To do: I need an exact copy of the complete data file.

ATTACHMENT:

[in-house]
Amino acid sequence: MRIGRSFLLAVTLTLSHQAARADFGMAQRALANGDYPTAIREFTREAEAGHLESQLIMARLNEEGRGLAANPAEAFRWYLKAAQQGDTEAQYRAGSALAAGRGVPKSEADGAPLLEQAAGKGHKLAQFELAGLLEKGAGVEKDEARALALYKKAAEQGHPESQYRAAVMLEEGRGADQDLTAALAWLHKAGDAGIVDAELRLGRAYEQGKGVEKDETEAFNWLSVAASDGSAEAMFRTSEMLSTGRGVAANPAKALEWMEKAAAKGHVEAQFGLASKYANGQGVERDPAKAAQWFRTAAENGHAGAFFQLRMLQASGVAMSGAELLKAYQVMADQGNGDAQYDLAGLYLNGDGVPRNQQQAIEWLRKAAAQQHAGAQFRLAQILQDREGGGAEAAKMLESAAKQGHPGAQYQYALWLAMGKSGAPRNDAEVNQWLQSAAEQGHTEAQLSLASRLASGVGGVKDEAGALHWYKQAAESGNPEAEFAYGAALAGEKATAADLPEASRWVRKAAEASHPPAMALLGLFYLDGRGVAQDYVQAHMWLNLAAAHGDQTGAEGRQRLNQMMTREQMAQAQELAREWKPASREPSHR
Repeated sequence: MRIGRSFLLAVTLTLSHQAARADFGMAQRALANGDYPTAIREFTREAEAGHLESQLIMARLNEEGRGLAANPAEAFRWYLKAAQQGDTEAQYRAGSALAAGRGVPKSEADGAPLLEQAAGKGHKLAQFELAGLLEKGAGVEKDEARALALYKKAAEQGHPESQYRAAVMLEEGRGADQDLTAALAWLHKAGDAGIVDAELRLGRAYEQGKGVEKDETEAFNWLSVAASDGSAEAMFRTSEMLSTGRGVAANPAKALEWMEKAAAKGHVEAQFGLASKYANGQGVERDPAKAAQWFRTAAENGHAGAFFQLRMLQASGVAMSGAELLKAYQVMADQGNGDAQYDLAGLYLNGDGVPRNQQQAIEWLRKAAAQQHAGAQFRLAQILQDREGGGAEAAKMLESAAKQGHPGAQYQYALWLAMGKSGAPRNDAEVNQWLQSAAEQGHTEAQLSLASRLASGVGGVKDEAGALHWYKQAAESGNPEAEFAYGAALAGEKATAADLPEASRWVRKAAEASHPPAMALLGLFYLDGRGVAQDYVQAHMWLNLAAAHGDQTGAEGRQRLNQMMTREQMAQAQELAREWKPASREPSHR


[in-house]
Amino acid sequence: MRIGRSFLLAVTLTLSHQAARADFGMAQRALANGDYPTAIREFTREAEAGHLESQLIMARLNEEGRGLAANPAEAFRWYLKAAQQGDTEAQYRAGSALAAGRGVPKSEADGAPLLEQAAGKGHKLAQFELAGLLEKGAGVEKDEARALALYKKAAEQGHPESQYRAAVMLEEGRGADQDLTAALAWLHKAGDAGIVDAELRLGRAYEQGKGVEKDETEAFNWLSVAASDGSAEAMFRTSEMLSTGRGVAANPAKALEWMEKAAAKGHVEAQFGLASKYANGQGVERDPAKAAQWFRTAAENGHAGAFFQLRMLQASGVAMSGAELLKAYQVMADQGNGDAQYDLAGLYLNGDGVPRNQQQAIEWLRKAAAQQHAGAQFRLAQILQDREGGGAEAAKMLESAAKQGHPGAQYQYALWLAMGKSGAPRNDAEVNQWLQSAAEQGHTEAQLSLASRLASGVGGVKDEAGALHWYKQAAESGNPEAEFAYGAALAGEKATAADLPEASRWVRKAAEASHPPAMALLGLFYLDGRGVAQDYVQAHMWLNLAAAHGDQTGAEGRQRLNQMMTREQMAQAQELAREWKPASREPSHR
Repeated sequence: MRIGRSFLLAVTLTLSHQAARADFGMAQRALANGDYPTAIREFTREAEAGHLESQLIMARLNEEGRGLAANPAEAFRWYLKAAQQGDTEAQYRAGSALAAGRGVPKSEADGAPLLEQAAGKGHKLAQFELAGLLEKGAGVEKDEARALALYKKAAEQGHPESQYRAAVMLEEGRGADQDLTAALAWLHKAGDAGIVDAELRLGRAYEQGKGVEKDETEAFNWLSVAASDGSAEAMFRTSEMLSTGRGVAANPAKALEWMEKAAAKGHVEAQFGLASKYANGQGVERDPAKAAQWFRTAAENGHAGAFFQLRMLQASGVAMSGAELLKAYQVMADQGNGDAQYDLAGLYLNGDGVPRNQQQAIEWLRKAAAQQHAGAQFRLAQILQDREGGGAEAAKMLESAAKQGHPGAQYQYALWLAMGKSGAPRNDAEVNQWLQSAAEQGHTEAQLSLASRLASGVGGVKDEAGALHWYKQAAESGNPEAEFAYGAALAGEKATAADLPEASRWVRKAAEASHPPAMALLGLFYLDGRGVAQDYVQAHMWLNLAAAHGDQTGAEGRQRLNQMMTREQMAQAQELAREWKPASREPSHR